That was number one. Number two, Geoff, and I have to say, and this is I have to compliment the ACR on. I have to thank my fellow board members at the time and others. The other thing that I told the board very early on in these discussions was I said, there are a lot of different bodies that are commenting, deciding, impacting this change we're seeing in the healthcare payment space. I said, my recommendation is that we are going to find ACR members, radiologists, and we are going to put ourselves at every table that we can to at least listen to and inform those discussions as best as we can even though we don't know necessarily at this juncture how positive or influential those bodies are going to be. And I told the board, I said, the reason I'm telling you this is not that I don't think you're going to agree with what I just said because it's completely logical that you would do that.
The reason I'm telling this board this is because it's expensive to travel. I mean, we're in a virtual climate now, but, you know, thinking about flying a radiologist into D.C. for these policy meetings or having to send multiple radiologists around the country for all the RUC meetings and the CPT meetings and the hops and the AAC panel mean, you know, pick an acronym. And we decided we were going to put a radiologist in those discussions. And I'm pleased to report that the board looked and said, "We get it. We understand, we know you'll do this responsibly. And we have your back when you have those resources." And I think to this day, Geoff, I think it's been a smart strategy. You know, I think we did need to look at it responsibly. And once in a while say, you know, maybe we don't necessarily need a radiologist in that particular discussion, but I think enabling more than less is probably a sensible strategy.
Rubin: Yeah. Excellent. I'm going to switch gears now. We are in the 9th or 10th month of the COVID-19 pandemic and everybody has been touched by it. I want to ask you, how has the pandemic influenced your leadership work?
I've actually found myself, and, this, Geoff, this kind of gets into that theme that I've talked about a couple of times where I'm doing things now that in the past, I wouldn't have predicted that I would be doing. And so I've had the good fortune since this pandemic started, of being able to contribute in a way that's not necessarily radiology specific. Now, of course, I still do radiology specific activities because that's still part of my job. But one of the areas where I've had the good fortune of contributing is something that was massively accelerated by the COVID-19 pandemic. So, when you saw a national lockdown and you saw patients no longer able to go to their physician's office because the physician's office is closed, or they're not seeing patients, we saw this massive explosion of telemedicine and telehealth. You mentioned in the introduction that I co-chair a group on the Digital Medicine Payment Advisory Group, where we sort of looked at telemedicine-telehealth standards, we sort of looked at payment paradigms.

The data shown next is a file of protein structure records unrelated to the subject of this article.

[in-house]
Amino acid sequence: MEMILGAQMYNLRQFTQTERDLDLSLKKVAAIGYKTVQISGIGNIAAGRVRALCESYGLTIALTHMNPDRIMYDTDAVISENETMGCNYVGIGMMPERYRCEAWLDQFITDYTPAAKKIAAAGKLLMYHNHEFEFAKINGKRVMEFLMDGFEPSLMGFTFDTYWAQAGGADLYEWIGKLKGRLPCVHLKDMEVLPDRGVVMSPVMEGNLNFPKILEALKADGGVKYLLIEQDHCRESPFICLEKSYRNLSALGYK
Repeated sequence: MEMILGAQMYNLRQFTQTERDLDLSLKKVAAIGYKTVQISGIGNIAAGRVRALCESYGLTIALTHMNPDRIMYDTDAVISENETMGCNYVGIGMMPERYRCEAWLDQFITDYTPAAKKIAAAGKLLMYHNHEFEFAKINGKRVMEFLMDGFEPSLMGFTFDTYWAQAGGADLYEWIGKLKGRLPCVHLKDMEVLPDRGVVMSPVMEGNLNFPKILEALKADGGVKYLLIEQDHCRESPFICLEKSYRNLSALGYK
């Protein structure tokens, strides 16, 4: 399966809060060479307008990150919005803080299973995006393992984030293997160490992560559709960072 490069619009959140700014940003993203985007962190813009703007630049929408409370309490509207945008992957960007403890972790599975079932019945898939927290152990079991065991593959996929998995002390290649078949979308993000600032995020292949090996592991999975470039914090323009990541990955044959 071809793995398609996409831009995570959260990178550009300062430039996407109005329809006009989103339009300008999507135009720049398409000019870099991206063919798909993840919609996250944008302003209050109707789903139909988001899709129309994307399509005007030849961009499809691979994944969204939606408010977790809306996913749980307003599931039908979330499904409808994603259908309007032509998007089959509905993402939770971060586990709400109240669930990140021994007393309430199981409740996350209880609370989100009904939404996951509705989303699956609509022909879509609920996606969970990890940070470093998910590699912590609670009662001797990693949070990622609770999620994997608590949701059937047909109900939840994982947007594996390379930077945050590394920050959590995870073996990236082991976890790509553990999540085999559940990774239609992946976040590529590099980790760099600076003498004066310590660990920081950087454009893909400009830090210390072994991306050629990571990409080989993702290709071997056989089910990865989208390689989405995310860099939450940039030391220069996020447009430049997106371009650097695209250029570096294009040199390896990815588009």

We sort of looked at what the evidence base was in that space to kind of inform what we knew was an evolving trend. We knew that the teleradiology and telehealth platform, teleradiology has been around for years. We can talk about that separately. But we knew that these platforms were evolving and we knew that there needed to be. And we predicted some physician input into those. What we didn't know in late 2019 was that you would see this massive explosion of telehealth in a completely appropriate and important way. So, in that vein, I've been really involved this last few months in really trying to understand what the payment paradigms are to help construct the coding constructs for things like how the telehealth visits are going to be paid or how this is going to fit into COVID-19 testing and therapeutics development. And then in parallel to that, I've sort of had the good fortune also of looking at other digital health solutions.
For example, digital therapeutics, imagine a scenario where we could send a patient with COVID-19 home that perhaps doesn't need to be admitted to the hospital, but where we need to monitor, say, the road to saturation, we call it remote patient monitoring. You know, having been able to walk into this role where I can inform policy for an acute national crisis in a way that honestly like we've talked about already, Geoff, I never would have predicted. And the reason I have been able to do that and have the good fortune of doing that is everything we've talked about during our time together today is learning CPT when I did, learning valuation processes when I did, learning organization in the way that I did, having the support and the backbone that the ACR provided so I could sort of translate those skills and that leadership into a not radiology specific domain in an acute crisis. Which gets, again, back to my whole thing with the economic commission was, I said, you build these processes, you build this foundation. So, you're strong, no matter what the outcome becomes. So, you're ready to respond. I mean, no one predicted it would be a crisis of this magnitude, but the fact that we had moved a lot of these telehealth platforms and we can talk augmented intelligence as well, but we had moved a lot of that to the point that we had had us to some degree ready to respond in the way that we did.
Rubin: Yeah. I'm really glad you were able to share that aspect of your activity. The point that we cannot always anticipate the ways in which our experience and our skills can bring value into the future. And it's fantastic that you have taken on these roles to help develop the payment processes that underlie the successful management of patients during the pandemic in the ways that you've described. So, kudos and congratulations for that. You mentioned the digital side, the engagement around remote sensing, or actually the word I'm looking for, the…